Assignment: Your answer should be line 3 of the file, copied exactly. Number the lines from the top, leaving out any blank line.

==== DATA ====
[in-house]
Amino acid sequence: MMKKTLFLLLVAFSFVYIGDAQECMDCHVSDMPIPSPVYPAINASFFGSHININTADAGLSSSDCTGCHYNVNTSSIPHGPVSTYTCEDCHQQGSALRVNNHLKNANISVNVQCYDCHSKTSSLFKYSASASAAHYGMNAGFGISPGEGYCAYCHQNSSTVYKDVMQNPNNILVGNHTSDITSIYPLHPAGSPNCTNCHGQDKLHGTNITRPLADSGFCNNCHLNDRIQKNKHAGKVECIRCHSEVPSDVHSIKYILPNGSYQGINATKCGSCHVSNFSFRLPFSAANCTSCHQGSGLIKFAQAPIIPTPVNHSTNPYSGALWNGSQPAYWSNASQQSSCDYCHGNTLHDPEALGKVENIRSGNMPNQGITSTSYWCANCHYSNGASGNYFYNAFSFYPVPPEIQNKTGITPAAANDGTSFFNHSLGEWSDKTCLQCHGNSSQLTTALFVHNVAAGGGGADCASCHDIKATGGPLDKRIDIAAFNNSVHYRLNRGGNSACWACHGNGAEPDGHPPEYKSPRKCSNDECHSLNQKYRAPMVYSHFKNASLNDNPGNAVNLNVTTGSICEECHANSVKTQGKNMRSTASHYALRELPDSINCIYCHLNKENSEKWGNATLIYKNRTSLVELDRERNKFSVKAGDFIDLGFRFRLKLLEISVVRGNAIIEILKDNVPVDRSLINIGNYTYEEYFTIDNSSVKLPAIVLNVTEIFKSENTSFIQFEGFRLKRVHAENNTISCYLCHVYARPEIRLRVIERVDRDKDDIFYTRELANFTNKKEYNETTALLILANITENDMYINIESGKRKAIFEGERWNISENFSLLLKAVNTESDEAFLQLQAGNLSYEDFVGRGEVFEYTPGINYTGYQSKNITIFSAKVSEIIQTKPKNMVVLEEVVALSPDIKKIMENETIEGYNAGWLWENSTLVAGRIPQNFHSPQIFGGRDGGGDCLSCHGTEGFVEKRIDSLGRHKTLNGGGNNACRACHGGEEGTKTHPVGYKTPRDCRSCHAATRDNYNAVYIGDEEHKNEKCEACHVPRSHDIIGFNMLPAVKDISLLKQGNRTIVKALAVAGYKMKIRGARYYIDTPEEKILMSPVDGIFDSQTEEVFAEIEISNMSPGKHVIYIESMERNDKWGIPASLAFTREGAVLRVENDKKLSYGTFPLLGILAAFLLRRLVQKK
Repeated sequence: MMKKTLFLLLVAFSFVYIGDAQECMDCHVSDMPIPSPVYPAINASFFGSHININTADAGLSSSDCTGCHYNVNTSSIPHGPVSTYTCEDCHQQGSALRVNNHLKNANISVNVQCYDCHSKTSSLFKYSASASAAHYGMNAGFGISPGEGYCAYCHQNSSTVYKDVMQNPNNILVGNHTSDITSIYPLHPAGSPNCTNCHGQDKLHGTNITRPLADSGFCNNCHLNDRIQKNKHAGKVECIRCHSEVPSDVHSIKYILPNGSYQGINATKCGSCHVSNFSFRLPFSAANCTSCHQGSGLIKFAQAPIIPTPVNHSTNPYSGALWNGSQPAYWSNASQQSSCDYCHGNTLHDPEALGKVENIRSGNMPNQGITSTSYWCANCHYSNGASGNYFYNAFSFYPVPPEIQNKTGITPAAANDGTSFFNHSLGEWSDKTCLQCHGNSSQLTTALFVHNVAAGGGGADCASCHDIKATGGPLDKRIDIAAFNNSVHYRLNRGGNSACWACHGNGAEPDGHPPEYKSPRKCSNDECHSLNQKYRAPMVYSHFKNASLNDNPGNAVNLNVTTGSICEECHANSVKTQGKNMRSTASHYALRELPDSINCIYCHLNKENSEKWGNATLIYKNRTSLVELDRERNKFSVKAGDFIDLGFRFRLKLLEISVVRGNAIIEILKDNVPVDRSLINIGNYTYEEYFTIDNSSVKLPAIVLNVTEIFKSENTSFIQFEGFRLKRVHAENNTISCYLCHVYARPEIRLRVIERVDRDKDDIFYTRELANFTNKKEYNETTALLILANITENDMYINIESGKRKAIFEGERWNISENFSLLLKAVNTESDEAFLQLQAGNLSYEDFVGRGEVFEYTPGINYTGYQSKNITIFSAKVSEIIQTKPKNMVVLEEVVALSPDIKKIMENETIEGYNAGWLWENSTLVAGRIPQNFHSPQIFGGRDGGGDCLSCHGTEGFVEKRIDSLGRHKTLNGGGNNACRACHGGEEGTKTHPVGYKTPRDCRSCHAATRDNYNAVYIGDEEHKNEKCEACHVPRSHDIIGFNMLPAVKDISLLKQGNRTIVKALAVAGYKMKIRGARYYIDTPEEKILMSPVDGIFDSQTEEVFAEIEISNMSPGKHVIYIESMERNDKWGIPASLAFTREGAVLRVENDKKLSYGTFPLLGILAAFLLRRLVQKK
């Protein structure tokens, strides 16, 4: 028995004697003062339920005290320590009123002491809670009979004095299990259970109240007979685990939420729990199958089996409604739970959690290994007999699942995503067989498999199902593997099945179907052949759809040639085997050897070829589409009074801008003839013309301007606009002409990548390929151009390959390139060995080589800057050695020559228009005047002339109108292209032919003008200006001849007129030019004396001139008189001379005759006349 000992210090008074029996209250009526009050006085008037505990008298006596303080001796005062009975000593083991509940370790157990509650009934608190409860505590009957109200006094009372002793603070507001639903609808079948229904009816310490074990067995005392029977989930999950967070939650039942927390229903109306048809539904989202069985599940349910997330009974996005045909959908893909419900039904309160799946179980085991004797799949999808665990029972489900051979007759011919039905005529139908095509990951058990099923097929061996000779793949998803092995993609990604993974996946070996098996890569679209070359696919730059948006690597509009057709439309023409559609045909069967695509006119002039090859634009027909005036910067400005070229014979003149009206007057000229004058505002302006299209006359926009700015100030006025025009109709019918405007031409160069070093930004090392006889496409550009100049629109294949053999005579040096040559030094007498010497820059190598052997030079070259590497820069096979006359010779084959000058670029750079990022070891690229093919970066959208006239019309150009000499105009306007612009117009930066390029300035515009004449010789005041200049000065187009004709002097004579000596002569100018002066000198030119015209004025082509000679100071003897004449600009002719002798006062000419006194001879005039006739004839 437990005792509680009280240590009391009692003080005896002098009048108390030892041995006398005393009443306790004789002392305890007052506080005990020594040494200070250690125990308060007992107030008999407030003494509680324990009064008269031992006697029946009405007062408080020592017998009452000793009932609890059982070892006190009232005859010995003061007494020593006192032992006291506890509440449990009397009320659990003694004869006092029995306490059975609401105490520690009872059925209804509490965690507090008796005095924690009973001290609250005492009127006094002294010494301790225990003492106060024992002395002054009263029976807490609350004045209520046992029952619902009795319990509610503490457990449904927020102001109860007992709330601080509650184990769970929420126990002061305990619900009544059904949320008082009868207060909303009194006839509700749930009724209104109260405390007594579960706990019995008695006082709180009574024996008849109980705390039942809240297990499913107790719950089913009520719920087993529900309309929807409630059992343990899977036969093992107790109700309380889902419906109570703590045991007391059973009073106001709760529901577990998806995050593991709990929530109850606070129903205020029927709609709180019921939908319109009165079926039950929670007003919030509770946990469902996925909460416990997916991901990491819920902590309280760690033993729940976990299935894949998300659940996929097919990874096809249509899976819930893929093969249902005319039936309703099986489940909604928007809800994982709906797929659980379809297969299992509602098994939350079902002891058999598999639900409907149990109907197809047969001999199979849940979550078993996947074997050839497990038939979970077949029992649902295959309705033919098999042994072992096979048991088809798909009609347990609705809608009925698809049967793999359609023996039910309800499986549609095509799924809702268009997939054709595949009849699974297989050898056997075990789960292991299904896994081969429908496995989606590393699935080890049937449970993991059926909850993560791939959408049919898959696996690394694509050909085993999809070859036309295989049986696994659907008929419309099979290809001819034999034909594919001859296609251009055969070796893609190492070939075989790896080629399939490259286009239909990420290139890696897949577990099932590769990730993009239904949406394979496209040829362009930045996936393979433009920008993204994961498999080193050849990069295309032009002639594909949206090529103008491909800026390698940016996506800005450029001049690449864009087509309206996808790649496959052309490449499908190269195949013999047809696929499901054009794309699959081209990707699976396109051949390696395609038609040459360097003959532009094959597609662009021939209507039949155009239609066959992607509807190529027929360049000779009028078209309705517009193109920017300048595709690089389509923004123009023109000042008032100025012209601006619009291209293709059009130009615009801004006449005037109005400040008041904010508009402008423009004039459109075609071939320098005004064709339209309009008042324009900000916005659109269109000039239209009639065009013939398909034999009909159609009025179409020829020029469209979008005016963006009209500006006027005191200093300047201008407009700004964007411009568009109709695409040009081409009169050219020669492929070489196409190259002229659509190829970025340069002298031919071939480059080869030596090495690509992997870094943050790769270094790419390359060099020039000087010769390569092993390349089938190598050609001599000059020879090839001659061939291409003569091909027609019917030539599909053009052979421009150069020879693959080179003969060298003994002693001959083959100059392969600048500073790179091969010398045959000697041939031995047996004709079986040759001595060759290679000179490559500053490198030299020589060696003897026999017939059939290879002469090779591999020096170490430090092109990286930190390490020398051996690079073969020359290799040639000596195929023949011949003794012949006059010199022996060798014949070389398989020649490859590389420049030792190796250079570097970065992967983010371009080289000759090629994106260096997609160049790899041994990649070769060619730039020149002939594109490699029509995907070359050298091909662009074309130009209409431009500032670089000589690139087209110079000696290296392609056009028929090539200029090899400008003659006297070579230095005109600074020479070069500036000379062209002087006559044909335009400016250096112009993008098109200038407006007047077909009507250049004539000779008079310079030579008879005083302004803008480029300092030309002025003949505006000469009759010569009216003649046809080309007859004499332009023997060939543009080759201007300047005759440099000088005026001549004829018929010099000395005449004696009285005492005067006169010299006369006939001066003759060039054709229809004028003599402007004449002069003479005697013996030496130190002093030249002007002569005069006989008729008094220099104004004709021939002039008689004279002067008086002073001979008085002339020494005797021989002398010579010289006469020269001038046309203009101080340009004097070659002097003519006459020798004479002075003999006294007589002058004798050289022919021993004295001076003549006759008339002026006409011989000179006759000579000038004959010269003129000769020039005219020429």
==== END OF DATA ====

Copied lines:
Repeated sequence: MMKKTLFLLLVAFSFVYIGDAQECMDCHVSDMPIPSPVYPAINASFFGSHININTADAGLSSSDCTGCHYNVNTSSIPHGPVSTYTCEDCHQQGSALRVNNHLKNANISVNVQCYDCHSKTSSLFKYSASASAAHYGMNAGFGISPGEGYCAYCHQNSSTVYKDVMQNPNNILVGNHTSDITSIYPLHPAGSPNCTNCHGQDKLHGTNITRPLADSGFCNNCHLNDRIQKNKHAGKVECIRCHSEVPSDVHSIKYILPNGSYQGINATKCGSCHVSNFSFRLPFSAANCTSCHQGSGLIKFAQAPIIPTPVNHSTNPYSGALWNGSQPAYWSNASQQSSCDYCHGNTLHDPEALGKVENIRSGNMPNQGITSTSYWCANCHYSNGASGNYFYNAFSFYPVPPEIQNKTGITPAAANDGTSFFNHSLGEWSDKTCLQCHGNSSQLTTALFVHNVAAGGGGADCASCHDIKATGGPLDKRIDIAAFNNSVHYRLNRGGNSACWACHGNGAEPDGHPPEYKSPRKCSNDECHSLNQKYRAPMVYSHFKNASLNDNPGNAVNLNVTTGSICEECHANSVKTQGKNMRSTASHYALRELPDSINCIYCHLNKENSEKWGNATLIYKNRTSLVELDRERNKFSVKAGDFIDLGFRFRLKLLEISVVRGNAIIEILKDNVPVDRSLINIGNYTYEEYFTIDNSSVKLPAIVLNVTEIFKSENTSFIQFEGFRLKRVHAENNTISCYLCHVYARPEIRLRVIERVDRDKDDIFYTRELANFTNKKEYNETTALLILANITENDMYINIESGKRKAIFEGERWNISENFSLLLKAVNTESDEAFLQLQAGNLSYEDFVGRGEVFEYTPGINYTGYQSKNITIFSAKVSEIIQTKPKNMVVLEEVVALSPDIKKIMENETIEGYNAGWLWENSTLVAGRIPQNFHSPQIFGGRDGGGDCLSCHGTEGFVEKRIDSLGRHKTLNGGGNNACRACHGGEEGTKTHPVGYKTPRDCRSCHAATRDNYNAVYIGDEEHKNEKCEACHVPRSHDIIGFNMLPAVKDISLLKQGNRTIVKALAVAGYKMKIRGARYYIDTPEEKILMSPVDGIFDSQTEEVFAEIEISNMSPGKHVIYIESMERNDKWGIPASLAFTREGAVLRVENDKKLSYGTFPLLGILAAFLLRRLVQKK